Last week on the blog, I discussed Kelvin Sampson's contract situation in the wake of Indiana's receipt of a Notice of Allegations two weeks ago from the NCAA's enforcement staff. Yesterday's $750,000 settlement between IU and Sampson, of which $550,000 is coming from an anonymous donor, is a really good business decision for IU.
First, there is the risk of losing a wrongful termination lawsuit. According to Mark Alesia of the Indianapolis Star: "IU spokesman Larry MacIntyre said the risk of losing a wrongful-termination lawsuit was the biggest reason for offering Sampson a buyout instead of firing him. MacIntyre said the school thought it could have been liable for $2 million to $3 million in a lawsuit." MacIntyre further commented, "The university is basically avoiding that for $200,000." As I mentioned in the comments to my previous post, and I also said it to Alesia, the for cause termination language in Sampson's contract with IU is much more favorable to IU than it was for OSU in Jim O'Brien's contract. That being said, just as OSU did not prevail in O'Brien's wrongful termination suit, there is always a risk that IU would not prevail either; not to mention the time, the inconvenience, the attorneys fees and the bad PR associated with ongoing litigation -- even if IU were to prevail!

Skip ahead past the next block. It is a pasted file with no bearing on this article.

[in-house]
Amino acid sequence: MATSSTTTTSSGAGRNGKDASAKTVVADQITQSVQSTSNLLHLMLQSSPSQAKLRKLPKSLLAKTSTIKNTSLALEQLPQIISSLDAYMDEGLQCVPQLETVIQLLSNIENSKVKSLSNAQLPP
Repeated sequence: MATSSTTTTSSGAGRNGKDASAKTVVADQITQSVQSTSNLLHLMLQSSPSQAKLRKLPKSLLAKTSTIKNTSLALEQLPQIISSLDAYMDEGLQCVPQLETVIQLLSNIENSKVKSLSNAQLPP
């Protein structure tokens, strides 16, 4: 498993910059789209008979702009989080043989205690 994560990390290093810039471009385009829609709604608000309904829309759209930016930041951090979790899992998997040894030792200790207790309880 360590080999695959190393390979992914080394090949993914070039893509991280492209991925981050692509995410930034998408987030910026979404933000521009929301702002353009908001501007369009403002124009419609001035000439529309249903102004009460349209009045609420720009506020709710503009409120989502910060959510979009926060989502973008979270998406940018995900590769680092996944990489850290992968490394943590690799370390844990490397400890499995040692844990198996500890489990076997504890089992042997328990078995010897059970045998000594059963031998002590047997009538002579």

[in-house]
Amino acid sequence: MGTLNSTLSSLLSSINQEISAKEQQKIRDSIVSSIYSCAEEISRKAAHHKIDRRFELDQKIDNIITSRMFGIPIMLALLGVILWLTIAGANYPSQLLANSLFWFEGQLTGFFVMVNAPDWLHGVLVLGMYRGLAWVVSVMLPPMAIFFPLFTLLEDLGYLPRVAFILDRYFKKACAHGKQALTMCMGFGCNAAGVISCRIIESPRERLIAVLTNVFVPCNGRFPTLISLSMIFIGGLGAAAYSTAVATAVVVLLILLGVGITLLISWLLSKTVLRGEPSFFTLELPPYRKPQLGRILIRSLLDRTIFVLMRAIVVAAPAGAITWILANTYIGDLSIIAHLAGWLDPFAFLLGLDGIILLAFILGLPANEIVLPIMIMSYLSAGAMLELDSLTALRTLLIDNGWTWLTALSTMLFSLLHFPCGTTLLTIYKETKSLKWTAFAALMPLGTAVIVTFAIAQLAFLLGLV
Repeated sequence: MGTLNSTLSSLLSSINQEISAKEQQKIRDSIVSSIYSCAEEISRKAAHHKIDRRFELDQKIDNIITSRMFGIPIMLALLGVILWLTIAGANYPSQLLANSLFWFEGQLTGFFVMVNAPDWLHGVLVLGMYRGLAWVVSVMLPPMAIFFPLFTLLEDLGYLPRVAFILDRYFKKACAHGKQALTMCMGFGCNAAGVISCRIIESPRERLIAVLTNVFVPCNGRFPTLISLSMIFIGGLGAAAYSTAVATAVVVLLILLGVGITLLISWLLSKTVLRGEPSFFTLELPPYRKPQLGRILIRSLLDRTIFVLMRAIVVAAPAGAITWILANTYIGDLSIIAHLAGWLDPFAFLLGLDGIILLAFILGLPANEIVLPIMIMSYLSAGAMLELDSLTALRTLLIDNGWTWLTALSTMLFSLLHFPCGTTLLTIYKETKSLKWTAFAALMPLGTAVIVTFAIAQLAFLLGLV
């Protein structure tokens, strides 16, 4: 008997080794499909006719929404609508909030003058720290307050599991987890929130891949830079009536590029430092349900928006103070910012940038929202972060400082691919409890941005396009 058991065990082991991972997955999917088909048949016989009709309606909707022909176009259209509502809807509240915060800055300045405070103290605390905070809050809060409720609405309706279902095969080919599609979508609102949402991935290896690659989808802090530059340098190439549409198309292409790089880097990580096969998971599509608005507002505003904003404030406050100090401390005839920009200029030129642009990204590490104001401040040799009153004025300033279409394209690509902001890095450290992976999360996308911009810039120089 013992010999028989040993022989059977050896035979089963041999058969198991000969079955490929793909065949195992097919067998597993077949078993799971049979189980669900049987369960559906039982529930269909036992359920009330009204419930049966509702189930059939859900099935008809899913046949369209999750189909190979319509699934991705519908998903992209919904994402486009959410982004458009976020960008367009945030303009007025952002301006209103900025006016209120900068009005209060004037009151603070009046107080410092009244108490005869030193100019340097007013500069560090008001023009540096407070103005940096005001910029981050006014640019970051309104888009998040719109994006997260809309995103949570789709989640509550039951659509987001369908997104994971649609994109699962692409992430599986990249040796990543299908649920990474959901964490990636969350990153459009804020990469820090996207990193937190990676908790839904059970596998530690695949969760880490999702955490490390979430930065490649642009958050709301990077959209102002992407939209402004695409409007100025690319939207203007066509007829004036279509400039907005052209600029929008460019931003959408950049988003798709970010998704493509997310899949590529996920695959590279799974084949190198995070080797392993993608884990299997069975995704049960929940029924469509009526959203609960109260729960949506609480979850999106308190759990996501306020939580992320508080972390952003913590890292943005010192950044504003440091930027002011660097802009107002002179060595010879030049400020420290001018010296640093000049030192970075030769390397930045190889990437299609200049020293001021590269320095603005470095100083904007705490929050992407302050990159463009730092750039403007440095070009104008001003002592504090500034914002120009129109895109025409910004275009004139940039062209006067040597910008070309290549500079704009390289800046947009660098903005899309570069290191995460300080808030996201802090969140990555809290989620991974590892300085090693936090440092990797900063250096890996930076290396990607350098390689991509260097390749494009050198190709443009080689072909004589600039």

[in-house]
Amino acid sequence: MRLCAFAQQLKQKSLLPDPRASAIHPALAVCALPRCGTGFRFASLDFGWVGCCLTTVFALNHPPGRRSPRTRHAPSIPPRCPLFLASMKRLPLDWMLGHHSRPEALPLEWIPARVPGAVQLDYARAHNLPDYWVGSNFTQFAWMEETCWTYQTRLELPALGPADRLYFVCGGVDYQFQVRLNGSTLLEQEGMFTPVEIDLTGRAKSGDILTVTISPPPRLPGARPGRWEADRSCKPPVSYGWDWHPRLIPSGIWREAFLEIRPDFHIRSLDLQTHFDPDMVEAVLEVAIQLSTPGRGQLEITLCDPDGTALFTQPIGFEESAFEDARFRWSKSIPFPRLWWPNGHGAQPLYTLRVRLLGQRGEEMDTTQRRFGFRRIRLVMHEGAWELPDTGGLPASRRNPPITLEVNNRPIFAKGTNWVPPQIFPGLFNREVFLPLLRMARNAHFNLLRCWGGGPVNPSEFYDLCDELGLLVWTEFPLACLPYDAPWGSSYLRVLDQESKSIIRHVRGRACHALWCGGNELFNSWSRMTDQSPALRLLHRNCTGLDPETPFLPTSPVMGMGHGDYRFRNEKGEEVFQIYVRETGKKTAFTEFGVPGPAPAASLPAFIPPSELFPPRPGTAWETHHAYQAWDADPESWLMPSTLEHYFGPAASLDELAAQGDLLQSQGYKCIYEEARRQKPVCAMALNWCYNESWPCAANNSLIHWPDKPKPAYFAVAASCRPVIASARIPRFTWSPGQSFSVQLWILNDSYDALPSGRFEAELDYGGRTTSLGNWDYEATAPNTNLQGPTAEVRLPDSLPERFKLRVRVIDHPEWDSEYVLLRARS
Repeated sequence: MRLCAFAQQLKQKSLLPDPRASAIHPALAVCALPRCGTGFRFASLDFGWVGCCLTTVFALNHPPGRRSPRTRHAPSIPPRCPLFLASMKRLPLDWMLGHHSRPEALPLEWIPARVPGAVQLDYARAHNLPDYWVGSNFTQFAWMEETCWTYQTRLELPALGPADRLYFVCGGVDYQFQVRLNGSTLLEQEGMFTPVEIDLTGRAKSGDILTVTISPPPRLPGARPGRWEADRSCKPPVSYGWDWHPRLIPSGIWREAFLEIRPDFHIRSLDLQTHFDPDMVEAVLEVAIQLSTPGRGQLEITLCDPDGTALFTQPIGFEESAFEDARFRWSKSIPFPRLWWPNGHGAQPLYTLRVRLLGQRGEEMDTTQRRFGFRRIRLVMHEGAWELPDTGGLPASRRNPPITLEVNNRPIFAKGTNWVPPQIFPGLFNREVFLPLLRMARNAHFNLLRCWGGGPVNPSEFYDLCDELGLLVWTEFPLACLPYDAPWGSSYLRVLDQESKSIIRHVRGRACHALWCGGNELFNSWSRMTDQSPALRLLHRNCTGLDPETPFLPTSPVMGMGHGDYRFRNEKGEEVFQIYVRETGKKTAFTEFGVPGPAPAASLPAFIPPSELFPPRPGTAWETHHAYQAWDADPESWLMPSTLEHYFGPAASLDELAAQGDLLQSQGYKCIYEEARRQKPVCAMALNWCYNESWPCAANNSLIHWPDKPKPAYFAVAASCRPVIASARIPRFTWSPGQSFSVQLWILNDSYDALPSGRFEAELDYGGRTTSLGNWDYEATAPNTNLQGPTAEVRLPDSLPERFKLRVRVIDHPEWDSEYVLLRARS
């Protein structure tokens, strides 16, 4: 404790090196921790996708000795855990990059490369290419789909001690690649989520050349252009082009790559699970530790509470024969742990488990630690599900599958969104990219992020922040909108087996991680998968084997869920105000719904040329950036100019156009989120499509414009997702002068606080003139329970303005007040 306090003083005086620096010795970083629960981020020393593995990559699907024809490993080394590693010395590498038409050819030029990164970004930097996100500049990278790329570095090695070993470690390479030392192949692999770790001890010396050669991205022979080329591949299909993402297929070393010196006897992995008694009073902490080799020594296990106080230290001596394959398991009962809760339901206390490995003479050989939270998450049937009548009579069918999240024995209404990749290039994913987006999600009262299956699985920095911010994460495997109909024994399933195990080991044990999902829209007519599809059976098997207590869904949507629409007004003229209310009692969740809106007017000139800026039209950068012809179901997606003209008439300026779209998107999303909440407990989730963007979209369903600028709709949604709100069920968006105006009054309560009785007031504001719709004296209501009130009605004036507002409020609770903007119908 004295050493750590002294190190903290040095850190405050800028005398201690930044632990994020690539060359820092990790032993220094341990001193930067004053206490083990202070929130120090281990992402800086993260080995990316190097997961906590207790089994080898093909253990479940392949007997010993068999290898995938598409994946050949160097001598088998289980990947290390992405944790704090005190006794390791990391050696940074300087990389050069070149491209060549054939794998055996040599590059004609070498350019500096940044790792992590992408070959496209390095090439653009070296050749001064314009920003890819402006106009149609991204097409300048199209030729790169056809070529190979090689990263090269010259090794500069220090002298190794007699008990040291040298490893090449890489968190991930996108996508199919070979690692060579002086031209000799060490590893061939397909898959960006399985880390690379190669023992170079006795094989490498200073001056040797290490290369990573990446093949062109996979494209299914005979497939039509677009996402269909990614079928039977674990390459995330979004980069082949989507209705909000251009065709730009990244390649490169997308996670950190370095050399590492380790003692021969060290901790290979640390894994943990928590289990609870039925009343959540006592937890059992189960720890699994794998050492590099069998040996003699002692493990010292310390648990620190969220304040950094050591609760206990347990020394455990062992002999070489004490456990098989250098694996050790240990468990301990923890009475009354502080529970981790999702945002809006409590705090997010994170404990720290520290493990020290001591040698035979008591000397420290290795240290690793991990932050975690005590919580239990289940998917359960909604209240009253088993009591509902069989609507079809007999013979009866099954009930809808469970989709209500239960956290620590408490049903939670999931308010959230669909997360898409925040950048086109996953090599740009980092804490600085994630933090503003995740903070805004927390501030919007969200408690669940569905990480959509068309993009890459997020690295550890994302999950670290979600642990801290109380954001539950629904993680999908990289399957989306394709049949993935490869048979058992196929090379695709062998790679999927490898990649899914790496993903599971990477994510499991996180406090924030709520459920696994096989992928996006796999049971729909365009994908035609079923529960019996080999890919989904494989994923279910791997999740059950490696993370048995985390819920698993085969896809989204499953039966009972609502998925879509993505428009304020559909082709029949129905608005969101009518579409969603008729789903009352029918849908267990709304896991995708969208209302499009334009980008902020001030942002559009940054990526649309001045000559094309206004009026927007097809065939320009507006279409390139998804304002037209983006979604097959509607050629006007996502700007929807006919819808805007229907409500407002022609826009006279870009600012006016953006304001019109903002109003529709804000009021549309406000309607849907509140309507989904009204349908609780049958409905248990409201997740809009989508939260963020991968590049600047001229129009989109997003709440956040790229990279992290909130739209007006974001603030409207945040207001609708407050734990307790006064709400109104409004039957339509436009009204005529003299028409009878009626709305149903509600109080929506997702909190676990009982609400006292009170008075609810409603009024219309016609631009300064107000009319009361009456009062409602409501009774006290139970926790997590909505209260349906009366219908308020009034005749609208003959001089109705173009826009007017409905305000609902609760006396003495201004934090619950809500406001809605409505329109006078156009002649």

There's also another risk element that may have been eliminated by a settlement. IU has until May 8 to respond to the NCAA's allegations. The case is expected to be heard on June 14 by the NCAA Committee on Infractions, and a decision regarding possible penalties against IU's basketball program would come four to eight weeks later. IU could also appeal that decision to the Infractions Appeals Committee. Sampson is most likely going to be a witness in the case. A wrongful termination lawsuit could be very contentious and ugly, and IU doesn't want an adversarial witness at the NCAA hearing who has an axe to grind. Also, the NCAA would have access to all the pleadings and testimony from a lawsuit, which might not be in IU's best interest. I'm not suggesting that IU administration and/or compliance staff were involved in any wrongdoing, but in a lawsuit you just never know what might be alleged or what information could be revealed through discovery.
UPDATE (2/25): Today, IU released the Settlement Agreement entered into between Sampson and IU, which can be accessed here. Interestingly, Section 4(a) of the agreement obligates Sampson to fully cooperate with IU with respect to any NCAA investigation, proceeding or hearing. That provision alone might be worth more than $200K.
Thoughts on the IU Player Boycott